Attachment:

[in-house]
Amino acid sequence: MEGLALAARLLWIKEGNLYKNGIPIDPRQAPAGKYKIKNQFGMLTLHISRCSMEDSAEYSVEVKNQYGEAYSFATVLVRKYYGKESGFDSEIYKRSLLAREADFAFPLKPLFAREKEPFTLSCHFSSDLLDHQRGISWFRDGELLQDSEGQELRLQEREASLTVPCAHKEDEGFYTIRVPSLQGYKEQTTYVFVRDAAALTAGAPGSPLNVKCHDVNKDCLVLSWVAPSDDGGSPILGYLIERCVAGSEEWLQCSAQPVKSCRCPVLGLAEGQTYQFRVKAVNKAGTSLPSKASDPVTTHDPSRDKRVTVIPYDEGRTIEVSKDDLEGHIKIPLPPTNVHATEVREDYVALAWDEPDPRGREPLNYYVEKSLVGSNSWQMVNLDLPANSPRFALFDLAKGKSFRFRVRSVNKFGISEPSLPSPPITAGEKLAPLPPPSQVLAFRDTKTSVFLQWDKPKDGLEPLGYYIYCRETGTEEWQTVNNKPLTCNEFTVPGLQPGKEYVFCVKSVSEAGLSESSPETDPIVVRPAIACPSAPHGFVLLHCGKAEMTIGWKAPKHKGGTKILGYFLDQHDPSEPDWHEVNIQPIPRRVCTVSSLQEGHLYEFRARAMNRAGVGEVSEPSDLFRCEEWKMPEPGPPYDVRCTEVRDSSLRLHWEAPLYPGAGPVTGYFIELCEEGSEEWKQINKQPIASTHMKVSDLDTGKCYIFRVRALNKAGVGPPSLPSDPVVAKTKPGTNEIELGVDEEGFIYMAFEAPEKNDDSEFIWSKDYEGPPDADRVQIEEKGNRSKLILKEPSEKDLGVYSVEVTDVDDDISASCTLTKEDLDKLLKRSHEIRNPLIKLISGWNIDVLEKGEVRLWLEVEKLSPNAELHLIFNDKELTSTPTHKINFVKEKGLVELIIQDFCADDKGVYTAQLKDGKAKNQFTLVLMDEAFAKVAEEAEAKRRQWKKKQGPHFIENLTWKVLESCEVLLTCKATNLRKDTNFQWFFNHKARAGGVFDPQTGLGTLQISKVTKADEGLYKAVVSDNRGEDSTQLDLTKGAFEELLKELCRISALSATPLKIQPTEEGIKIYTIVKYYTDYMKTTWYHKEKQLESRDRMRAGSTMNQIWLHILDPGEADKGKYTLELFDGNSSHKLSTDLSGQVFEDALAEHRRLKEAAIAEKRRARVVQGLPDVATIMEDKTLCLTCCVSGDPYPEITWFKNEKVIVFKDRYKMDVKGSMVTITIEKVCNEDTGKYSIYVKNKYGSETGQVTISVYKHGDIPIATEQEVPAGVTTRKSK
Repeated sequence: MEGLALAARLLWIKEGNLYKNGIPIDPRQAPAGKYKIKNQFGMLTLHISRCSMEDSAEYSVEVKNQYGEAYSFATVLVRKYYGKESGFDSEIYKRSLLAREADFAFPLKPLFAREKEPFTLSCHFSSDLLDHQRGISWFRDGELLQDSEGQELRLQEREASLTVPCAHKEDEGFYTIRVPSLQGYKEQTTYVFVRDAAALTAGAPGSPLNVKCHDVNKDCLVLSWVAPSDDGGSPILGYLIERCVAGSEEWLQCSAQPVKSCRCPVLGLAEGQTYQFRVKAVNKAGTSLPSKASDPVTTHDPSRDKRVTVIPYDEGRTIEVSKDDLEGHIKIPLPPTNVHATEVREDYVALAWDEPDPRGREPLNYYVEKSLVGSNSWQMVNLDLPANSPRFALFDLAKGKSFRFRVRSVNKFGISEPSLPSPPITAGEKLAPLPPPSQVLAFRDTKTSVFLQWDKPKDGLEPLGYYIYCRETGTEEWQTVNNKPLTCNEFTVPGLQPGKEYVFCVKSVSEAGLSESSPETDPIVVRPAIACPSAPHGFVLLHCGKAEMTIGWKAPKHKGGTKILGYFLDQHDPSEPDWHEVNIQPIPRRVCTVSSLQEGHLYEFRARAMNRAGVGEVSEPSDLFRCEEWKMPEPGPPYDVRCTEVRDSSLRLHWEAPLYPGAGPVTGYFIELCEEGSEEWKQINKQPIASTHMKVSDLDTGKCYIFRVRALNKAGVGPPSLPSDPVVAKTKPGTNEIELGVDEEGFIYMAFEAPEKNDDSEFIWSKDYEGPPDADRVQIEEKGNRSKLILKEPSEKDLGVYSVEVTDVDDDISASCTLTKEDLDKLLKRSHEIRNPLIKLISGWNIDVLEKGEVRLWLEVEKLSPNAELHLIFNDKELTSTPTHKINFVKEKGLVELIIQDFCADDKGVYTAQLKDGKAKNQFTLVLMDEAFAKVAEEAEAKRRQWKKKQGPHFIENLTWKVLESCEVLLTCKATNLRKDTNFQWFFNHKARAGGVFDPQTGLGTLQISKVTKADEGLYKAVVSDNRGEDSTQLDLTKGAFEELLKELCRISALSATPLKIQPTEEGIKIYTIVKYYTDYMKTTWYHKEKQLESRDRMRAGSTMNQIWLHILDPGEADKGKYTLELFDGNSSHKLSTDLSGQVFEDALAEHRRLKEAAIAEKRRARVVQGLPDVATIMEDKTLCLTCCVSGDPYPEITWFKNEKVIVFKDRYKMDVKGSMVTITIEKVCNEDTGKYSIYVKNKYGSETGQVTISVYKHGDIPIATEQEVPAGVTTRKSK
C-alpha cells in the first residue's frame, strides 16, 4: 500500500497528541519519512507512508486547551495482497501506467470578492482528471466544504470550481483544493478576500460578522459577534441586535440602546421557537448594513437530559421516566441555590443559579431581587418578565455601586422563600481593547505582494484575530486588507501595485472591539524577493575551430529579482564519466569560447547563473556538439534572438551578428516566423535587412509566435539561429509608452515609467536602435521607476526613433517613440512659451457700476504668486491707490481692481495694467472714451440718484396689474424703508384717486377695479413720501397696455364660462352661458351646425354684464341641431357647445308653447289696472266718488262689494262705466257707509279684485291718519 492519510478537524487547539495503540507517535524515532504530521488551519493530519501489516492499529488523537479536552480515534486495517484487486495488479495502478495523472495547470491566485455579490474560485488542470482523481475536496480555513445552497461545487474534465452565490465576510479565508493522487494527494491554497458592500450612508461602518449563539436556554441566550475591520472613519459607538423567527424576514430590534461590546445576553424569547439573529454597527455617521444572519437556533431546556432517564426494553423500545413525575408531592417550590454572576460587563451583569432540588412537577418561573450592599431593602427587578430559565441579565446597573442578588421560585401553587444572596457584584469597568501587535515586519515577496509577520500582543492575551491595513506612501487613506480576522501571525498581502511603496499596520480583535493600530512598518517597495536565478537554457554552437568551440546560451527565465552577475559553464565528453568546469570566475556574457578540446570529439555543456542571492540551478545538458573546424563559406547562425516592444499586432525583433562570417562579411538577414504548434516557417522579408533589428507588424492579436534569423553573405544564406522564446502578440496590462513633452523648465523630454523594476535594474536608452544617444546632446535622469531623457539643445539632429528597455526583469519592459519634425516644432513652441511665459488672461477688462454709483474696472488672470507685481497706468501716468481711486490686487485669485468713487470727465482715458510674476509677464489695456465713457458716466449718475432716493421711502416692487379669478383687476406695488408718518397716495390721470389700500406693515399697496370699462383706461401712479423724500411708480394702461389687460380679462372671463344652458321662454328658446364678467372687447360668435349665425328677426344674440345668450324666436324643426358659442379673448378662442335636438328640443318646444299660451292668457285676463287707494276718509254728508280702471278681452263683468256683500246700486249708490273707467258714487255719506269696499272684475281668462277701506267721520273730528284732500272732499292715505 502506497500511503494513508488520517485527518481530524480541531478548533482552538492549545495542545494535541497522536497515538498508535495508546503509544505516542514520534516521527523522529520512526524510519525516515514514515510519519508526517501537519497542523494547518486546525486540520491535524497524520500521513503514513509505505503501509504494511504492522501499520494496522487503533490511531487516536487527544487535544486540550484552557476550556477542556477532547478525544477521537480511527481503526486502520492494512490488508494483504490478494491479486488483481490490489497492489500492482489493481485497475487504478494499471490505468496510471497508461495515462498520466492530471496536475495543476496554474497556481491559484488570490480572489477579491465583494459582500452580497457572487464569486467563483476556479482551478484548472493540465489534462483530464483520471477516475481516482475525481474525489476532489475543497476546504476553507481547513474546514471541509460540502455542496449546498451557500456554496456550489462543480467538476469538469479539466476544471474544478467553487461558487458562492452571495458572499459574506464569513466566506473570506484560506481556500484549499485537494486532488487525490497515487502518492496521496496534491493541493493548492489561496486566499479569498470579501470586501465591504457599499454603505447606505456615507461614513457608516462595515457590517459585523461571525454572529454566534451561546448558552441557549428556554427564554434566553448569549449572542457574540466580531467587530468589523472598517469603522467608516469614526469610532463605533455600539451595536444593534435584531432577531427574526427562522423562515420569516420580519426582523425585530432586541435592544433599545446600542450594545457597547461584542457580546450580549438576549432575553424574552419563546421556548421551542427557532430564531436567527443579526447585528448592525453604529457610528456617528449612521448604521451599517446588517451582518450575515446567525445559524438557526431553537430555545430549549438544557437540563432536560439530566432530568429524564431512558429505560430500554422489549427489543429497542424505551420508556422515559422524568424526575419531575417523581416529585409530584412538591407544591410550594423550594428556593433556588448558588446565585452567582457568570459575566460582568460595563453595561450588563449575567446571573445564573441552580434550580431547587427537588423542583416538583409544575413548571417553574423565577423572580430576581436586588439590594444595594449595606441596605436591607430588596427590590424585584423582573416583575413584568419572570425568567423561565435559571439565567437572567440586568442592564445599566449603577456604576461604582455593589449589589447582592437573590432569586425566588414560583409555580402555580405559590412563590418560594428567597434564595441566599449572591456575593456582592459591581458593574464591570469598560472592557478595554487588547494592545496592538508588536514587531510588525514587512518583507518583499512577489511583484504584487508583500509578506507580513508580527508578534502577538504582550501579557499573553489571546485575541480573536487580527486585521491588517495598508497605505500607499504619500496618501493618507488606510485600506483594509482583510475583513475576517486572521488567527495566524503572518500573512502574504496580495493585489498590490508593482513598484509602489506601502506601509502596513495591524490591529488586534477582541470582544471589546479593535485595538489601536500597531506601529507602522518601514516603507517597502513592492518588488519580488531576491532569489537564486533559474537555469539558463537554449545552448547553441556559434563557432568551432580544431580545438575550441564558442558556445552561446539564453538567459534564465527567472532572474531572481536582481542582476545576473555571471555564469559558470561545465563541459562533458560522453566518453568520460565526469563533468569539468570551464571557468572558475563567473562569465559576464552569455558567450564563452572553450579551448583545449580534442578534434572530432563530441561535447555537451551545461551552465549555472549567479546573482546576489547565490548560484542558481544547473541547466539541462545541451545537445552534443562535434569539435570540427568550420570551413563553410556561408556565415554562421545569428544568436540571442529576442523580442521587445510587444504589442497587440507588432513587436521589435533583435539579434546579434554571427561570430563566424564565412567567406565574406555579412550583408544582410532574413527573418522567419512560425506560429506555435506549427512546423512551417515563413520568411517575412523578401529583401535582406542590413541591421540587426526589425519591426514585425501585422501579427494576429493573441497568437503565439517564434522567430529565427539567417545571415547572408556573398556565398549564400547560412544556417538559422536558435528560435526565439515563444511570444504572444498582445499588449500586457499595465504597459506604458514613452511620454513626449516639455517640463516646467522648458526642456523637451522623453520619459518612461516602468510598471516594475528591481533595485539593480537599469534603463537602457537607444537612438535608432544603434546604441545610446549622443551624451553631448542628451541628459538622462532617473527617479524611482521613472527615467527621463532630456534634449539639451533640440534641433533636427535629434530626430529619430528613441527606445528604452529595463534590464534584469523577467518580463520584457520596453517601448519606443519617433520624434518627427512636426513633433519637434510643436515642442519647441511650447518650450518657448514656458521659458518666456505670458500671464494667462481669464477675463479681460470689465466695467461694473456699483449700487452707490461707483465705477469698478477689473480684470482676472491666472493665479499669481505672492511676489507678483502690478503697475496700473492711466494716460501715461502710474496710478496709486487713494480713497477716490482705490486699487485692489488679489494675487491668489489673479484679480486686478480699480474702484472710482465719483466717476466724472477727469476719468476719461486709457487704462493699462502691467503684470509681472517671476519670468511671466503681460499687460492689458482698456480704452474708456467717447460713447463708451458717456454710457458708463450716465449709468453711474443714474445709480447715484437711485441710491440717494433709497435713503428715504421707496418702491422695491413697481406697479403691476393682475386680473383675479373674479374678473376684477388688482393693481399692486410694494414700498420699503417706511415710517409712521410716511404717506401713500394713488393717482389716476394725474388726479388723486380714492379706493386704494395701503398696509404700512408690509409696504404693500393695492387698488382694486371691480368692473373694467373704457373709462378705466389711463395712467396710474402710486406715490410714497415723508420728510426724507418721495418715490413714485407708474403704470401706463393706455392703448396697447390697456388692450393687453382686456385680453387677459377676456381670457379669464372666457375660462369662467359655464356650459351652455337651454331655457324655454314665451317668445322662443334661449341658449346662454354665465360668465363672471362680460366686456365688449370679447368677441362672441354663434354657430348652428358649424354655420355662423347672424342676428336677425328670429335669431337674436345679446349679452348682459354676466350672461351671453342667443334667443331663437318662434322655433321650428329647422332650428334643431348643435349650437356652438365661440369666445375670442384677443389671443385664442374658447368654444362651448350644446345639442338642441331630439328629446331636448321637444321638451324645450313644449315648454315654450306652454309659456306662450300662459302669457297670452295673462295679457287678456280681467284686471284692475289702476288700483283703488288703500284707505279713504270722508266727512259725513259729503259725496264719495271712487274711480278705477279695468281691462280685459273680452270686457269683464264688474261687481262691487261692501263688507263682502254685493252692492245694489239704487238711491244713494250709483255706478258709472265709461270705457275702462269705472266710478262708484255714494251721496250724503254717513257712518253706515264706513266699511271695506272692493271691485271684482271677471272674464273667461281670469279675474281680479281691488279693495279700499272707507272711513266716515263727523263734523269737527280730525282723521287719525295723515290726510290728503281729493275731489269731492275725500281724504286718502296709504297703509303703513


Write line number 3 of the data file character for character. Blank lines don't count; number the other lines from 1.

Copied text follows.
Repeated sequence: MEGLALAARLLWIKEGNLYKNGIPIDPRQAPAGKYKIKNQFGMLTLHISRCSMEDSAEYSVEVKNQYGEAYSFATVLVRKYYGKESGFDSEIYKRSLLAREADFAFPLKPLFAREKEPFTLSCHFSSDLLDHQRGISWFRDGELLQDSEGQELRLQEREASLTVPCAHKEDEGFYTIRVPSLQGYKEQTTYVFVRDAAALTAGAPGSPLNVKCHDVNKDCLVLSWVAPSDDGGSPILGYLIERCVAGSEEWLQCSAQPVKSCRCPVLGLAEGQTYQFRVKAVNKAGTSLPSKASDPVTTHDPSRDKRVTVIPYDEGRTIEVSKDDLEGHIKIPLPPTNVHATEVREDYVALAWDEPDPRGREPLNYYVEKSLVGSNSWQMVNLDLPANSPRFALFDLAKGKSFRFRVRSVNKFGISEPSLPSPPITAGEKLAPLPPPSQVLAFRDTKTSVFLQWDKPKDGLEPLGYYIYCRETGTEEWQTVNNKPLTCNEFTVPGLQPGKEYVFCVKSVSEAGLSESSPETDPIVVRPAIACPSAPHGFVLLHCGKAEMTIGWKAPKHKGGTKILGYFLDQHDPSEPDWHEVNIQPIPRRVCTVSSLQEGHLYEFRARAMNRAGVGEVSEPSDLFRCEEWKMPEPGPPYDVRCTEVRDSSLRLHWEAPLYPGAGPVTGYFIELCEEGSEEWKQINKQPIASTHMKVSDLDTGKCYIFRVRALNKAGVGPPSLPSDPVVAKTKPGTNEIELGVDEEGFIYMAFEAPEKNDDSEFIWSKDYEGPPDADRVQIEEKGNRSKLILKEPSEKDLGVYSVEVTDVDDDISASCTLTKEDLDKLLKRSHEIRNPLIKLISGWNIDVLEKGEVRLWLEVEKLSPNAELHLIFNDKELTSTPTHKINFVKEKGLVELIIQDFCADDKGVYTAQLKDGKAKNQFTLVLMDEAFAKVAEEAEAKRRQWKKKQGPHFIENLTWKVLESCEVLLTCKATNLRKDTNFQWFFNHKARAGGVFDPQTGLGTLQISKVTKADEGLYKAVVSDNRGEDSTQLDLTKGAFEELLKELCRISALSATPLKIQPTEEGIKIYTIVKYYTDYMKTTWYHKEKQLESRDRMRAGSTMNQIWLHILDPGEADKGKYTLELFDGNSSHKLSTDLSGQVFEDALAEHRRLKEAAIAEKRRARVVQGLPDVATIMEDKTLCLTCCVSGDPYPEITWFKNEKVIVFKDRYKMDVKGSMVTITIEKVCNEDTGKYSIYVKNKYGSETGQVTISVYKHGDIPIATEQEVPAGVTTRKSK